Starmer’s ‘New’ Labour: Minister Quits Amid Anti-Israel, JK Rowling Trans Remarks

Labour MP Lloyd Russell- Moyle (L), spokesman of a delegation of British parliamentarians, addresses the media on his team's second visit to the Kurdish region in northern Syria, following a meeting with the local foreign relations authority in the Kurdish-majority city of Qamishli late on September 16, 2019 - The …
DELIL SOULEIMAN/AFP via Getty Images

Lloyd Russell-Moyle, a former ally of socialist Jeremy Corbyn, has resigned from the shadow cabinet after having to apologise twice in recent weeks over his uncovered anti-Zionist remarks and his attack on left-wing children’s author JK Rowling. However, the Labour MP blamed the “right-wing media” for forcing him out.

The Times on Sunday had revealed that Mr Russell-Moyle had posted on Facebook anti-Israel and anti-Zionist comments in 2009, before he was elected to represent the ultra liberal-progressive constituency of Brighton Kemptown.

Considered antisemitic dog whistles disguised as criticisms of the Jewish state, Russell-Moyle had written that Zionism, Jewish people’s right to return to their historical homeland, as a “dangerous nationalist idea” and branded Jewish claims to historical connection to the holy land as “not progressive”.

He further compared Israel to apartheid South Africa, and insinuated that Israel had brought Palestinian terror attacks upon itself. He said: “Terrorism feeds of [sic] violence, that is why it is only Israel that can stop the violence, it was the National Party in South Africa that had to make the first steps.”

The Jewish Labour Movement called for the MP’s resignation, saying on Sunday in comments reported by Jewish News: “Lloyd Russell-Moyle has, in his short time in Parliament, managed to attract constant controversy in relation to antisemitism, which has caused deep upset and distress within the Jewish community in Brighton and Hove.”

“In isolation, each event would have at best pointed to a blind spot on anti-Jewish racism. Taken together they appear to be a pattern of behaviour that is simply not acceptable for a front bench member of the Parliamentary Labour Party,” the statement added.

Russell-Moyle later apologised and deleted the posts.

Labour MPs (L-R) Clive Lewis, Preet Gill, Lloyd Russell-Moyle and Alex Sobel pose with placards during a photo call in London on March 5, 2019. (Photo by TOLGA AKMEN/AFP via Getty Images)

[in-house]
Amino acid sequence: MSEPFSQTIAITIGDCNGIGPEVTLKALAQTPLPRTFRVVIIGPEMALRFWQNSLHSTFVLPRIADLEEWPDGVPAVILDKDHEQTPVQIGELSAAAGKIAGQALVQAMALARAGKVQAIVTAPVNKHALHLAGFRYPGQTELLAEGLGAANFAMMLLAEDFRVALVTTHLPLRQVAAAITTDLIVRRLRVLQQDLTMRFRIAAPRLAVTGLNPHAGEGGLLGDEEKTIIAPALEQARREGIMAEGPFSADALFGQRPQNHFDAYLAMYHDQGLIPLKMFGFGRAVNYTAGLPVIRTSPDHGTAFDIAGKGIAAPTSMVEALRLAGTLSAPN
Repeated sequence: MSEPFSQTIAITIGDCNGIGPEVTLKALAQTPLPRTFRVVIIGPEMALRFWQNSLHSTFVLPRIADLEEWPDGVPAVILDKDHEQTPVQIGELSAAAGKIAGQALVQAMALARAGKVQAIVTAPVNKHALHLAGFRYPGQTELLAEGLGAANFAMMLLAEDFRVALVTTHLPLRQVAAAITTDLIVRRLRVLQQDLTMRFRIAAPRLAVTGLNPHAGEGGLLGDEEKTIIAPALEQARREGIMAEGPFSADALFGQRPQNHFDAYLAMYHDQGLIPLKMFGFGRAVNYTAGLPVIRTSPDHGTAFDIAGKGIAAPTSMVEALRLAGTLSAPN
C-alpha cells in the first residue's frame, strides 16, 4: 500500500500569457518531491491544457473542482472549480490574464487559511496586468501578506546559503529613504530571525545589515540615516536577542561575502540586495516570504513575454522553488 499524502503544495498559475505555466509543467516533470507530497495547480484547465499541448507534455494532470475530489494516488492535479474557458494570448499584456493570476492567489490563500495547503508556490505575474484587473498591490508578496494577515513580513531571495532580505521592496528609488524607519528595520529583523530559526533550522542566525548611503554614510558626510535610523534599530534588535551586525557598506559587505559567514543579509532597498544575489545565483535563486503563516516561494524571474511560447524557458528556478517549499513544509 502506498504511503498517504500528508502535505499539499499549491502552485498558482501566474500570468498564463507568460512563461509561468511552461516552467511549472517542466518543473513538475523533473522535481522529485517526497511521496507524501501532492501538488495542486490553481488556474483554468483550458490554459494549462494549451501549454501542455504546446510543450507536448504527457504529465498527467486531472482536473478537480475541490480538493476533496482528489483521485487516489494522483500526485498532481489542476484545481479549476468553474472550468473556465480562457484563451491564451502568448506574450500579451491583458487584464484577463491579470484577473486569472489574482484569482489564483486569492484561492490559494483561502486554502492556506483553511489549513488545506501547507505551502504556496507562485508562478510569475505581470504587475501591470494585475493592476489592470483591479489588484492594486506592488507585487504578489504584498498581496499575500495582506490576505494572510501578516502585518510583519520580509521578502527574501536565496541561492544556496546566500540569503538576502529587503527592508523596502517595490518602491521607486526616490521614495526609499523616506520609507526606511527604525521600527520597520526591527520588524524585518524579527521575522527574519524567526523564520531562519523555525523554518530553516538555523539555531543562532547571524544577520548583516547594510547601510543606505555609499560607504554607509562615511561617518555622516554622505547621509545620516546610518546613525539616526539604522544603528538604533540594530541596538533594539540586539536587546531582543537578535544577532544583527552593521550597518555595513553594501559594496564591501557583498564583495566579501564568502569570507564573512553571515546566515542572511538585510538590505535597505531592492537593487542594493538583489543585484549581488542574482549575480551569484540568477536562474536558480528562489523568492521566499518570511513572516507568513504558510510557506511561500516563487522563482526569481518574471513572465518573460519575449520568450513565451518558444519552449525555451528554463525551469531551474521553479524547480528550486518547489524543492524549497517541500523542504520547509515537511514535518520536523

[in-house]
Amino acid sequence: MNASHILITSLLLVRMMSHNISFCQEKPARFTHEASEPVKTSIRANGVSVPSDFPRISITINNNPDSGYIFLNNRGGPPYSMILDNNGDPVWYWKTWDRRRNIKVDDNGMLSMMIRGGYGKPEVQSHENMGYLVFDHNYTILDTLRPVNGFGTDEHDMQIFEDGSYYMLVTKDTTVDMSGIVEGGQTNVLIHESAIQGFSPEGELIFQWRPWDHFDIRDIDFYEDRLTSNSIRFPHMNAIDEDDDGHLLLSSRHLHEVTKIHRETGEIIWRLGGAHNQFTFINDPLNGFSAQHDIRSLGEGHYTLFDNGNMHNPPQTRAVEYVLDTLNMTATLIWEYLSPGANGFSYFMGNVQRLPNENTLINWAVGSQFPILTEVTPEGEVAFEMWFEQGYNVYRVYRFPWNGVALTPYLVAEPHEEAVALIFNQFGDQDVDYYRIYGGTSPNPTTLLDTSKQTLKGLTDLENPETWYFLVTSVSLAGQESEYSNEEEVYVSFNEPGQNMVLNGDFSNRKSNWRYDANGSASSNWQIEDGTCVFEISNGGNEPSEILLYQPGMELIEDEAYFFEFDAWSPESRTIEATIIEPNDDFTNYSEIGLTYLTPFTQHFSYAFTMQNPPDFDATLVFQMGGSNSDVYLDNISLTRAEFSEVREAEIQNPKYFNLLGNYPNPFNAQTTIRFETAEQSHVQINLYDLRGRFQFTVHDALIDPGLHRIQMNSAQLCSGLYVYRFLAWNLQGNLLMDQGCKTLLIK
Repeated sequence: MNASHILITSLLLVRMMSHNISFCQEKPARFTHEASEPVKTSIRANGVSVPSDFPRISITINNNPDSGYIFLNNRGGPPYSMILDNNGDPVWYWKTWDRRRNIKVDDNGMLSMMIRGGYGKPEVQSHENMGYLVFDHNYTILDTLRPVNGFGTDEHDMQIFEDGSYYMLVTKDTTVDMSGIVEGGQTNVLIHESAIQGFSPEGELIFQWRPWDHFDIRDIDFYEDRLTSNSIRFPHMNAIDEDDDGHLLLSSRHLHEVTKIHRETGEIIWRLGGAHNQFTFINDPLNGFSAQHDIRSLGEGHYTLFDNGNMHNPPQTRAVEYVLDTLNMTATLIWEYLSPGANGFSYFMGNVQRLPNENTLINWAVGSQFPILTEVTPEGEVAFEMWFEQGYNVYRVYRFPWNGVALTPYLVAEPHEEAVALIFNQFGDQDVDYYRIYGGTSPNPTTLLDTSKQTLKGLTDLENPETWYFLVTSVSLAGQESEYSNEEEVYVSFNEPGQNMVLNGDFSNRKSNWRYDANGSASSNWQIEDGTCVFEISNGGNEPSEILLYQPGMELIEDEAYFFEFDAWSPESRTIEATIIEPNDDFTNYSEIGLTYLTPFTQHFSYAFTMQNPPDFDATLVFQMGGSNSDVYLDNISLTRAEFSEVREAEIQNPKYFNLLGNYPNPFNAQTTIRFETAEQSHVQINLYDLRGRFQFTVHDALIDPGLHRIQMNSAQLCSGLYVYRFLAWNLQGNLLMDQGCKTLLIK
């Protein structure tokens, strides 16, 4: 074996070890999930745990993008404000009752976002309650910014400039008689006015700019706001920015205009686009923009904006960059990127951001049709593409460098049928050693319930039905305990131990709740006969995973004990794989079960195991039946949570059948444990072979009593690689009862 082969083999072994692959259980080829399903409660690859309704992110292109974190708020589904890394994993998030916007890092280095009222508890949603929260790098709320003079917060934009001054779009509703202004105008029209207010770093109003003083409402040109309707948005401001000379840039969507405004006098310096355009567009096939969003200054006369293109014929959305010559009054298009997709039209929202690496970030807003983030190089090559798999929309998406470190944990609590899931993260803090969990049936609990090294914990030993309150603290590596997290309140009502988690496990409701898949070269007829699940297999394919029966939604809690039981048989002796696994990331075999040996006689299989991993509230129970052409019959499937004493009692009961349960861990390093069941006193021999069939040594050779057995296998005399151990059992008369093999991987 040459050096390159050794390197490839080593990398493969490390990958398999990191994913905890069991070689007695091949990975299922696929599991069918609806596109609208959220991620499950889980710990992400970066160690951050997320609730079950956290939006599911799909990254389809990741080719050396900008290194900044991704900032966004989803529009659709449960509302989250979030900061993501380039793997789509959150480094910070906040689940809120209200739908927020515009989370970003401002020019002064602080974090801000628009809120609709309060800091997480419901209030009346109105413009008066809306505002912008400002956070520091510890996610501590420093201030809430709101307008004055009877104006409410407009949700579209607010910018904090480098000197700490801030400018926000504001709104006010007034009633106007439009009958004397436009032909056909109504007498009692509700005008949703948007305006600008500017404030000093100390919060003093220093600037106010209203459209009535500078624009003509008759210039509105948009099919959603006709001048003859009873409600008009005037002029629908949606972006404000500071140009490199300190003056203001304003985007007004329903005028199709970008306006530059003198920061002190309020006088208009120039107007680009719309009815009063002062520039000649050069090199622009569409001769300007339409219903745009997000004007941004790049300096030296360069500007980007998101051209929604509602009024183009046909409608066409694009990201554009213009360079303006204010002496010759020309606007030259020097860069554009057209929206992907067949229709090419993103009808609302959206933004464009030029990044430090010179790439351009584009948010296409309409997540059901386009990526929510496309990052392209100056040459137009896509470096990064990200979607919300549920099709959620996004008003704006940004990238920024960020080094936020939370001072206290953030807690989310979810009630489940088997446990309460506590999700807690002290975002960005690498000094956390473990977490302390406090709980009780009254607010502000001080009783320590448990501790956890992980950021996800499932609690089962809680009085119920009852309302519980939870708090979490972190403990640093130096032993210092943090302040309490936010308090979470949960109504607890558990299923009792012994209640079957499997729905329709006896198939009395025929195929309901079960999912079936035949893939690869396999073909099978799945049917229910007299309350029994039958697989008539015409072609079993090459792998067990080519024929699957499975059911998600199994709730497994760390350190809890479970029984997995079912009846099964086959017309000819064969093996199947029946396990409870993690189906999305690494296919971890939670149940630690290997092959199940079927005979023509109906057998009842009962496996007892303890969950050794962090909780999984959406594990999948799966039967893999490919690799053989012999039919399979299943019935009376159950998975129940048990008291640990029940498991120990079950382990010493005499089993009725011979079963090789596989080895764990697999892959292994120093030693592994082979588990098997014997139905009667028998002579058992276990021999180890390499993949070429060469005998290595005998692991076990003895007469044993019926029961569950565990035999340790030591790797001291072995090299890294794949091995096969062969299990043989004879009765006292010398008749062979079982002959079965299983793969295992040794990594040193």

While the remarks were made before he became a Member of the House of Commons, it may raise questions concerning Labour’s vetting processes of candidates for senior positions under new leader Sir Keir Starmer. Starmer is attempting to cleanse the party of its Corbyn legacy, which has been plagued by accusations of institutionalised antisemitism. However, Starmer had elevated some Corbyn acolytes to senior positions.

Another former Corbynite, Rebecca Long-Bailey was forced to resign from the front bench in June after sharing an article that repeated an antisemitic conspiracy theory that Israel was somehow at fault for the death of black American George Floyd, who died in police custody in Minnesota in May.

This week, the Labour Party had received a draft copy of the Equality and Human Rights Commission review into systemic anti-Jewish prejudice in Labour, with reports that the party is set to make a formal apology to antisemitism whistleblowers.

Mr Russell-Moyle also recently apologised for comments he made to left-wing author JK Rowling when he accused her of “using her own sexual assault as justification for discriminating” against transsexuals, he claimed. Rowling had become more vocal in raising concerns over the effect of transgender ideology on children and women’s rights.

The former shadow environment minister, however, blamed the “right-wing media” for “hounding” him out of his role, claiming to have received “a torrent of online hate and daily calls of harassment to my office”.

Russell-Moyle is no stranger to controversy. In 2019, he had been a vocal defender of Chris Williamson, the former Labour MP who said that his party was being “too apologetic” about antisemitism, before performing a u-turn on his support for Williamson.

In 2018, the Brighton MP had famously grabbed the mace — the symbol of Royal authority in the lower house — from its position in the House of Commons and tried to leave with it. It was not the first time the mace was removed, and when done so is in protest at a perceived government no longer having the mandate to govern.

The anti-Brexit MP had claimed at the time that he had performed the “symbolic stunt” over the delay in voting on former Prime Minister Theresa May’s exit deal.

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